B Camera or Not to B an Editor's Best Friend

All B Camera operators should be editors and vice versa. Everybody focuses on the main camera aka A camera. Director, script supervisor, producers, the list is longer but nobody is too concerned with the roaming maverick. 

Why do I know this... I have B camera operated on many a shoots in my career and when I approach the Key people, the only one who is concerned with what I have shot is the camera man/DOP. 

It is treated as a bonus camera, but in this day an age of digital media storage, DSLRs and GoPros, it has become a standard to multicam shoot. I can't remember a production that I have worked on that didn't have 2 cameras rolling at all times. Most smaller productions are even more prone to use 2 to 3 cameras to increase their shooting efficiency. 

I have recently worked on 2 small projects with the new FCPX (which has improved leaps and bounds from it's release by the way but I should tackle this in another post). Both projects have been multicam and when I look at both angles simultaneously in the viewer, I find myself talking to the screen like a TV director "move out of the shot", "closer", "farther"...  Hmm "everyone goes a little crazy sometimes"

On one of the projects, I was B camera and the other was with a more traditional small documentary crew. I saw the difference in ease and of editing and the end result with my operating vs. the other. My operating felt like there was 3 cameras and the other was filled with editing tricks to mask the less than stellar operating. Let me say the operating wasn't poor from a film production side but from an editor's perspective it didn't maximize the use of a second camera.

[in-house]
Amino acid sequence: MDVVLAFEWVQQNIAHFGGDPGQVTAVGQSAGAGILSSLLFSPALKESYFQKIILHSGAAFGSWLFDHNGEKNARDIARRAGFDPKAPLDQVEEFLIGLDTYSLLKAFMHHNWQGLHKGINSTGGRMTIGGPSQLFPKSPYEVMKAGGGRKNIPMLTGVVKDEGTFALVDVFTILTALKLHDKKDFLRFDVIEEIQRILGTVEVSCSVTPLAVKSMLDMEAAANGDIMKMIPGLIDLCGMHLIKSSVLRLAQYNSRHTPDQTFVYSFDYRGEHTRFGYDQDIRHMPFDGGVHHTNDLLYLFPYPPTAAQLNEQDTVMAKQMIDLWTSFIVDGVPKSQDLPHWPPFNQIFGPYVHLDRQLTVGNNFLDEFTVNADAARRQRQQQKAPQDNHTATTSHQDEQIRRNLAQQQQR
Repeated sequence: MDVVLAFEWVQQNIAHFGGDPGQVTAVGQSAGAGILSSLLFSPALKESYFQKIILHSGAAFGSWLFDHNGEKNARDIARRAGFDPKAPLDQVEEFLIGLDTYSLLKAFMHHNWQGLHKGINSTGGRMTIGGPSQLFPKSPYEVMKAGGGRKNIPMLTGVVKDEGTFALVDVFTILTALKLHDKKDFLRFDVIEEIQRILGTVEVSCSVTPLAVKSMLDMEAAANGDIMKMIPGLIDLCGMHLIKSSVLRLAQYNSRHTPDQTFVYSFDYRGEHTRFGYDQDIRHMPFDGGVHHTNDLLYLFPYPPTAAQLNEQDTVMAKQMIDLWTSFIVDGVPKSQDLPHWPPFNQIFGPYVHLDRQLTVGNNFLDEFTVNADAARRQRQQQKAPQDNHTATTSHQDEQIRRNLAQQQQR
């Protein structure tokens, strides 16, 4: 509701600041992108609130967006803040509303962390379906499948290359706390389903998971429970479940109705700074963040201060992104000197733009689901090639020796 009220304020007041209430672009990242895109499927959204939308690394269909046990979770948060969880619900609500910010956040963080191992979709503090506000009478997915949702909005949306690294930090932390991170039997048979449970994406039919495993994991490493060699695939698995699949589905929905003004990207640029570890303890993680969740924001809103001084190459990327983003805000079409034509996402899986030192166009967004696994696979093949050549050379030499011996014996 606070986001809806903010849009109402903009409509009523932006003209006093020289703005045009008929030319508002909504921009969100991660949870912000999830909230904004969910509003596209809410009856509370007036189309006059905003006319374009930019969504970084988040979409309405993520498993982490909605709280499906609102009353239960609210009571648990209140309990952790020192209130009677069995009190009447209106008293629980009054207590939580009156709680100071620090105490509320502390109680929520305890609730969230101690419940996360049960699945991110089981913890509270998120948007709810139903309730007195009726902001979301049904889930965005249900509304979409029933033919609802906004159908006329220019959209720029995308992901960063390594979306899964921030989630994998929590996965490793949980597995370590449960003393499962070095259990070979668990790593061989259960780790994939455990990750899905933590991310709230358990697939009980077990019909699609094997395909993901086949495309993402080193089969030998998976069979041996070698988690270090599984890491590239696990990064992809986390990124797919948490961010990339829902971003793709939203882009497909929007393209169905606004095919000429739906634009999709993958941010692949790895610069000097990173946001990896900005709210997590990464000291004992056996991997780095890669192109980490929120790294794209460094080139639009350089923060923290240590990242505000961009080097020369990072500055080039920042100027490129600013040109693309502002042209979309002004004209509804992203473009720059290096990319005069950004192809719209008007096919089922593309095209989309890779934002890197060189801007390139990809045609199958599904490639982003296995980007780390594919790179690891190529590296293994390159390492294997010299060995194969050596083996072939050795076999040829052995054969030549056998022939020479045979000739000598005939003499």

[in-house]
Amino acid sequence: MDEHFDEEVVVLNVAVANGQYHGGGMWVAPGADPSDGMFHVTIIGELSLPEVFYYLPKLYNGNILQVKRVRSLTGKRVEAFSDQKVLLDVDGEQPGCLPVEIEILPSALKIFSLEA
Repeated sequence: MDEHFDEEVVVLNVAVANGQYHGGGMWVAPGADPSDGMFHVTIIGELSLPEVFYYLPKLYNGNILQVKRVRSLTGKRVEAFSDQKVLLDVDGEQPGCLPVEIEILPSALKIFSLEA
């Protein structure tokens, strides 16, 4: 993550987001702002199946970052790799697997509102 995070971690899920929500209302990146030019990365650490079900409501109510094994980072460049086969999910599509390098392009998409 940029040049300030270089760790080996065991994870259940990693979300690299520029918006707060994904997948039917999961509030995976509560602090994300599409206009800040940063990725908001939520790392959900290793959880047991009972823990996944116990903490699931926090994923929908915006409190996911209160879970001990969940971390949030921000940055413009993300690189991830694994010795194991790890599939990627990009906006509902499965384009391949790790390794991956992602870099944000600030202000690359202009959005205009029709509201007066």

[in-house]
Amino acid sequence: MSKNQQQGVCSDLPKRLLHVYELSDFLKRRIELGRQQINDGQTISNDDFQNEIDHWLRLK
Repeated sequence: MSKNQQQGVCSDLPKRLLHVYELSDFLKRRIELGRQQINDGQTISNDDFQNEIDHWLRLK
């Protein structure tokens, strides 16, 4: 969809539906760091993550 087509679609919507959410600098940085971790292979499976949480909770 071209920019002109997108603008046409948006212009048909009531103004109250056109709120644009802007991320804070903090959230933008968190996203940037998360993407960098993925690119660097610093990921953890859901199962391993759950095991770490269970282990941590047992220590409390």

B camera operating is always a little bit of a dance with the A camera, even more so in a documentary situation. 

So, I thought I would outline some simple concepts to follow that will hopefully help some future B camera operators from making some crucial mistakes that make "saving it in post" not necessary.

1. Look at your dance partner: Be aware of what A cam is shooting. You might not need 2 sizes of a talking head.

2. Talk with your dance partner: I always coordinate with A. You shoot Medium and wide shots. And I will stick to close ups and extreme wide shots. You get more options. 

3. A-B-M: Always, Be, Moving. Especially in a documentary situation. A talking head is great info to shoot but if A is locked in on the subject, you want to get everything else.

4. A-B-S: Always, Be Static. Yeah, I know. But seriously, hold the shot for a few seconds before moving on to the next great angle. Also, if A cam is moving position. Freeze! You just became "A cam" and the only useable angle. Be a Hero. 

5. Arms length to you dance partner: If your close to A cam you making it hard to cut. If your worried about 180 rule/jumping the axis. Don't. Priority would be the jarring jump forward angle or even worst the identical wide shot as A Cam. Dowt.

That's my 2 cents on that subject now back to dark edit room.